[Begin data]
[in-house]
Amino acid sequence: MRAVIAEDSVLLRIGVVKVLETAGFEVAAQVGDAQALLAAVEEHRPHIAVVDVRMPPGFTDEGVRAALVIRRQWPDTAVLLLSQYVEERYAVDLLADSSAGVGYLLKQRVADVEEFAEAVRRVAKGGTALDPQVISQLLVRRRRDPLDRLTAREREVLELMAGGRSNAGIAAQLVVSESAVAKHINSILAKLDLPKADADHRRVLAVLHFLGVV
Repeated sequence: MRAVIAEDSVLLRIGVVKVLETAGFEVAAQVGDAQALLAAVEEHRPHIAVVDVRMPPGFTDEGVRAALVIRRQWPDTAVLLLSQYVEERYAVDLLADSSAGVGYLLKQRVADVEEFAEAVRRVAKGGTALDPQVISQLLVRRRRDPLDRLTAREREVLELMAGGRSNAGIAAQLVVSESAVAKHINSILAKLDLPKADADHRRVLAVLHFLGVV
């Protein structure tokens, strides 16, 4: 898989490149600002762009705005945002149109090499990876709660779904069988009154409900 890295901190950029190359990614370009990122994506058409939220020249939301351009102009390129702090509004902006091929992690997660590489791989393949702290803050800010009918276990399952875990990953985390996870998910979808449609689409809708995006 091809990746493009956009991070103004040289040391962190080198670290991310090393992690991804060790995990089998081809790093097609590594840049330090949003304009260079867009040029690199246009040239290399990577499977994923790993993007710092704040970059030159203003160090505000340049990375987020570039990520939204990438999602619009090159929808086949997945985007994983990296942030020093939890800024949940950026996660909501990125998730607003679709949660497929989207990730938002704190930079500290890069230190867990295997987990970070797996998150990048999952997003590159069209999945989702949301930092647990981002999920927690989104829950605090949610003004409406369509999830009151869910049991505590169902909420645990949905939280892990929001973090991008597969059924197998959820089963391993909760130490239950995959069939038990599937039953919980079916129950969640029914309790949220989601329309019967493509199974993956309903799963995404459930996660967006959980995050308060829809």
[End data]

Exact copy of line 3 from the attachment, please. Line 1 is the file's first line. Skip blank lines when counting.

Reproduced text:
Repeated sequence: MRAVIAEDSVLLRIGVVKVLETAGFEVAAQVGDAQALLAAVEEHRPHIAVVDVRMPPGFTDEGVRAALVIRRQWPDTAVLLLSQYVEERYAVDLLADSSAGVGYLLKQRVADVEEFAEAVRRVAKGGTALDPQVISQLLVRRRRDPLDRLTAREREVLELMAGGRSNAGIAAQLVVSESAVAKHINSILAKLDLPKADADHRRVLAVLHFLGVV